Flash Dance

13 September 2019

Periodic x-ray brightening of a black hole.ESA/XMM-Newton; G. Miniutti & M. Giustini (CAB, CSIC-INTA, Spain)
Periodic x-ray brightening of a black hole.

Black holes are an astronomical enigma. They are so massive and dense that even light cannot escape them, and yet their immense gravity powers some of the brightest objects in the universe. How exactly this occurs is still a mystery, but it’s driven in part by the way black holes consume matter. When matter is consumed by a black hole it is super-heated, which can generate x-ray light. So x-ray astronomy is a good way to study this process.

Recently, astronomers pointed the XMM-Newton x-ray telescope at a galaxy 250 million light years away. Known as GSN 069, the galaxy has an active black hole in its core. The black hole is small for a supermassive black hole, only about 400,000 times the mass of our Sun. In comparison, the supermassive black hole in our galaxy is more than 4 million solar masses.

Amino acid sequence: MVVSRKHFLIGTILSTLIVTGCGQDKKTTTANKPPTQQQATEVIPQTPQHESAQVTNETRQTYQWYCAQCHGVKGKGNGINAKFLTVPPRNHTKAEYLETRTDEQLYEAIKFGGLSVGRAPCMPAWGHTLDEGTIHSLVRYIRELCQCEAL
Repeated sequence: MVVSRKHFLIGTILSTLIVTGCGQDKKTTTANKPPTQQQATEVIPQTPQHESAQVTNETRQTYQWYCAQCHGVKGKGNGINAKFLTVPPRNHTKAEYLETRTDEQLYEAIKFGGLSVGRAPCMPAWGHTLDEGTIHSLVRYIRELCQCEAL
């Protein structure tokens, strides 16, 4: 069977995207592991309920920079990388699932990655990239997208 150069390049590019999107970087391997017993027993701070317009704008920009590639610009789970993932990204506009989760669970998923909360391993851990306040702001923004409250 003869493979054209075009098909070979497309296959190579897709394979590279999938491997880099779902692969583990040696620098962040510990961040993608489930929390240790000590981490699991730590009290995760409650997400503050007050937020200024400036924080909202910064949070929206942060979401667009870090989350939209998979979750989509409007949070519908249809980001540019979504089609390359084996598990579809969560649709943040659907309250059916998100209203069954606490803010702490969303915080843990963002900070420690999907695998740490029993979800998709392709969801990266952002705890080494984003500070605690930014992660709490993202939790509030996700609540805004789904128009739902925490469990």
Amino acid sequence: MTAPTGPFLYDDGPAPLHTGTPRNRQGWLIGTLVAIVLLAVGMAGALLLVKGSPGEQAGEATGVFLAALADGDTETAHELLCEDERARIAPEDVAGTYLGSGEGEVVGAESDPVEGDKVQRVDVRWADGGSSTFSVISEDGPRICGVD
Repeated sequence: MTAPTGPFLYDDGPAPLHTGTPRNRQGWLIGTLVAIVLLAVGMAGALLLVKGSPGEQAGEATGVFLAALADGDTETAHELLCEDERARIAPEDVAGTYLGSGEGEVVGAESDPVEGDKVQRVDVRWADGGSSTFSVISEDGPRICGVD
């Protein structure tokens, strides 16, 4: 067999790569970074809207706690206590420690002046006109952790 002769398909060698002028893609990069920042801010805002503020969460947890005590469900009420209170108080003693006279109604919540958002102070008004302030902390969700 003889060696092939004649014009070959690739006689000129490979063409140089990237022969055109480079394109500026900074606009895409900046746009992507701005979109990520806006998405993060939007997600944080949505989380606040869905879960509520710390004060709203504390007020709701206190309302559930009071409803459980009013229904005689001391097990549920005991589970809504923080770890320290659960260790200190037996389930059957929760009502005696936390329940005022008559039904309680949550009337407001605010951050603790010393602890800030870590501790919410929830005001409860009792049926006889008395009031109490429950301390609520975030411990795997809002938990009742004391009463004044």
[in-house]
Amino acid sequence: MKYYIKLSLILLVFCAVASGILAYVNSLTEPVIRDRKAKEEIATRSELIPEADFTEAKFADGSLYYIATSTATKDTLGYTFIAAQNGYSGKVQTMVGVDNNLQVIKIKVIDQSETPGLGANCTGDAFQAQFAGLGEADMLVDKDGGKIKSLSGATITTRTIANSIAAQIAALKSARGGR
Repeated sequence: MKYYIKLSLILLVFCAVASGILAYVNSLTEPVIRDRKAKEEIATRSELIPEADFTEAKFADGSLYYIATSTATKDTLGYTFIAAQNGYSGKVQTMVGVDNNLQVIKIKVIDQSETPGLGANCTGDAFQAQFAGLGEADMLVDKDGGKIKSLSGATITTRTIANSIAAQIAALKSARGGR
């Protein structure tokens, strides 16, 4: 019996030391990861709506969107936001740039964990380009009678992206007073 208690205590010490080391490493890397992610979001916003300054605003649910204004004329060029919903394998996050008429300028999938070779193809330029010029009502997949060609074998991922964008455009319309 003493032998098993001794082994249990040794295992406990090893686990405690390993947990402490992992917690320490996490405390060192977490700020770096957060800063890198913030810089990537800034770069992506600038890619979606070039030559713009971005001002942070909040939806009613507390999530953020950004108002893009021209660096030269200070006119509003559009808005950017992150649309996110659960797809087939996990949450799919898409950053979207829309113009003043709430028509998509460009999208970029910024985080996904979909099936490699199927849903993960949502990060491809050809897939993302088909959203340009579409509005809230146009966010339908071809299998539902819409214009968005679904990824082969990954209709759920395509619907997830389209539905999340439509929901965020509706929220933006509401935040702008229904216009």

Because the GSN 069 black hole has a smaller mass, variations in its activity can happen on shorter time scales. The speed of astrophysical processes is limited by the speed of light, so fluctuations near a large black hole happen more slowly.

The astronomers observed the black hole several times over the course of a few months, and they found it underwent regular periodic brightenings. About every 9 hours its x-ray brightness would increase by a factor of 100 before dimming again.1 They’ve called the effect quasi-periodic eruptions, or QPEs.

This rapid shift in brightness is surprising, and the cause isn’t clear. It could be due to a companion object that interacts with the black hole’s accretion disk as it orbits the black hole. But more likely it is due to instabilities in the flow of matter near the black hole. When strong magnetic fields interact with ionized material, it can cause the motion of material to change quickly. We see similar effects near the surface of the Sun, where field lines get twisted to the point that they snap, like a magnetic rubber band.

Of course, it will take more observations to better understand QPEs. For now, we know that when black holes consume matter, it can involve an interesting dance.

  1. Miniutti et al. “Nine-hour X-ray quasi-periodic eruptions from a low-mass black hole galactic nucleus” Nature DOI: 10.1038/s41586-019-1556-x ↩︎